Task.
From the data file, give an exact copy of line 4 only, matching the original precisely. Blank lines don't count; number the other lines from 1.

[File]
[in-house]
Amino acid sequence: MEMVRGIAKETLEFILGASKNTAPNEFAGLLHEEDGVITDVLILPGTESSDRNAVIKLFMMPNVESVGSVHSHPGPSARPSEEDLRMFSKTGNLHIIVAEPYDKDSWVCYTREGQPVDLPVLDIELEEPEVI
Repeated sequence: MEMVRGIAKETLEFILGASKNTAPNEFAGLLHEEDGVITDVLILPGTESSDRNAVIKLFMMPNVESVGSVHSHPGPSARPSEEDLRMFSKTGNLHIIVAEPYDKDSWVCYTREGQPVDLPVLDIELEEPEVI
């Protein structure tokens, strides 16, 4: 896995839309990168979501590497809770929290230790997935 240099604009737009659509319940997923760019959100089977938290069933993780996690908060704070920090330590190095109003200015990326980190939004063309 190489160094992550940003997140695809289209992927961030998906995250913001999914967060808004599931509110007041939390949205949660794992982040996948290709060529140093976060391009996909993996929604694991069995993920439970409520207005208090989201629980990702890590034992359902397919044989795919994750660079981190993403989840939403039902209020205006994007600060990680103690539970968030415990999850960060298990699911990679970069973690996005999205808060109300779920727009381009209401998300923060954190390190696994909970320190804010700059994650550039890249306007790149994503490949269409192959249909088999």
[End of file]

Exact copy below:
């Protein structure tokens, strides 16, 4: 896995839309990168979501590497809770929290230790997935 240099604009737009659509319940997923760019959100089977938290069933993780996690908060704070920090330590190095109003200015990326980190939004063309 190489160094992550940003997140695809289209992927961030998906995250913001999914967060808004599931509110007041939390949205949660794992982040996948290709060529140093976060391009996909993996929604694991069995993920439970409520207005208090989201629980990702890590034992359902397919044989795919994750660079981190993403989840939403039902209020205006994007600060990680103690539970968030415990999850960060298990699911990679970069973690996005999205808060109300779920727009381009209401998300923060954190390190696994909970320190804010700059994650550039890249306007790149994503490949269409192959249909088999």